Impetigo is a harmless, common childhood disease. It’s caused by bacteria in the skin (staphylococci or streptococci). Impetigo frequently occurs in children with eczema, because their skin is thin and more vulnerable, but any child can be infected. Dampness and heat increase the risk of impetigo. The disease usually lasts a couple of days.
What does impetigo look like?
It usually starts as a little red spot that gradually fills with liquid. A yellow or greeny/brown scab will then form. Impetigo can be itchy. One special type of impetigo results in fluid-filled blisters, particularly in infants.
Is impetigo infectious?
Yes. Infection is transmitted via the fluid and scab, which contain bacteria. Because of the itching, it’s easy for a child to reinfect themself and others via skin contact and indirectly via objects such as towels. There is a risk of infection as long as the spots are weeping and have scabs.
How is it diagnosed?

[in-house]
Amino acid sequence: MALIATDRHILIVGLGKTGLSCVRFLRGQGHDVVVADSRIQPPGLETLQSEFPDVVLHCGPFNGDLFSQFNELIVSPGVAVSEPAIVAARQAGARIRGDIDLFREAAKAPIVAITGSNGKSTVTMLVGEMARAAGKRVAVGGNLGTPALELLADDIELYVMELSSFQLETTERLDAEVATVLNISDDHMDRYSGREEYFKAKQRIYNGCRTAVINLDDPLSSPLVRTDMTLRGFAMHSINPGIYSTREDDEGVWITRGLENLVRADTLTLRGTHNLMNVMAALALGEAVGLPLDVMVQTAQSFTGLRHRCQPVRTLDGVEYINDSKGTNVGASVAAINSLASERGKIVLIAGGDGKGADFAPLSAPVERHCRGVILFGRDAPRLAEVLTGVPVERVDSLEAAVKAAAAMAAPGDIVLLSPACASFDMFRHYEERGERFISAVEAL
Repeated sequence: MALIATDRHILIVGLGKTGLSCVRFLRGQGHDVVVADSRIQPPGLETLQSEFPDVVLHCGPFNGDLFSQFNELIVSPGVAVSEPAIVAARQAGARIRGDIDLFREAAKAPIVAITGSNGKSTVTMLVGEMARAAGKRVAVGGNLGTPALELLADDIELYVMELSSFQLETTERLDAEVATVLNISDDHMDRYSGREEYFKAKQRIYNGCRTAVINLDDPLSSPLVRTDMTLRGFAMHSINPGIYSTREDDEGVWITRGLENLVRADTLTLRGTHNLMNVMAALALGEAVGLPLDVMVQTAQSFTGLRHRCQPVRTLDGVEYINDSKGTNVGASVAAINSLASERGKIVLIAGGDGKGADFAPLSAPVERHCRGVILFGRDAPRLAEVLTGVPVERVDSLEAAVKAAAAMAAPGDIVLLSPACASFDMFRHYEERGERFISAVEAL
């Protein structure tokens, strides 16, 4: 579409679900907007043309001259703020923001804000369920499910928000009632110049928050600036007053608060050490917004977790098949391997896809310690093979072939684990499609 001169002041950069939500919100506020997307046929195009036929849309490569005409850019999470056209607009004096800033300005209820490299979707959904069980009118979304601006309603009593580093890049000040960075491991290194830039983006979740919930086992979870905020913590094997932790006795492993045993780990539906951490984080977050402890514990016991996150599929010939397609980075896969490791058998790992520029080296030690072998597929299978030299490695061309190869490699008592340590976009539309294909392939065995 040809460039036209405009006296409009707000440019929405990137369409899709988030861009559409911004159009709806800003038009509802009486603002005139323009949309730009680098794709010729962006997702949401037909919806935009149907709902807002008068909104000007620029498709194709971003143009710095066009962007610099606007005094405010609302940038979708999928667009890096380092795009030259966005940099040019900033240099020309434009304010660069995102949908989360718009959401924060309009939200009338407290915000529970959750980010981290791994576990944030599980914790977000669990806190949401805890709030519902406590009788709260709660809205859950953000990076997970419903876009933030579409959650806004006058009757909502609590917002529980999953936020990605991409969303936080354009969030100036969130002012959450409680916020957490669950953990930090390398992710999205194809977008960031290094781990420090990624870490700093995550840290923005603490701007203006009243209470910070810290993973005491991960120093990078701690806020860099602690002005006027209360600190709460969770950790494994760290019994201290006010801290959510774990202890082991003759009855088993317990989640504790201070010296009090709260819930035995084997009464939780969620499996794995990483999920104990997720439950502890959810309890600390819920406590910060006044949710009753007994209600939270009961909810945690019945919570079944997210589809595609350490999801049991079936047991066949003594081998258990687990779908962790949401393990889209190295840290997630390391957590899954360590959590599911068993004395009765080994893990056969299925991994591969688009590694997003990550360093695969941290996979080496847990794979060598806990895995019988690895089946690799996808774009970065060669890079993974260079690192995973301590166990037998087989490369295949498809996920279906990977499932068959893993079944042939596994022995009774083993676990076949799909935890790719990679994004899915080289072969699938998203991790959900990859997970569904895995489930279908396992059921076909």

Your doctor will usually make a diagnosis based on the appearance of impetigo. In some cases, the doctor will take a sample from the spots to determine which bacteria type is the cause.
How is it treated?
Good hand hygiene is the best form of prevention. Cover spots with a plaster to reduce the risk of infection.
Mild outbreaks can be treated with soap and water and by applying chlorhexidine ointment, usually 3 times daily. Severe outbreaks can be treated with antibiotics in tablet or mixture form (with a prescription).
Children in any form of daycare should be kept at home until the spots have dried out and the scabs have fallen off. School-aged children can attend school while they are undergoing treatment and the spots are covered.
Contact your doctor
If the treatment does not help within 3 days, contact your own doctor.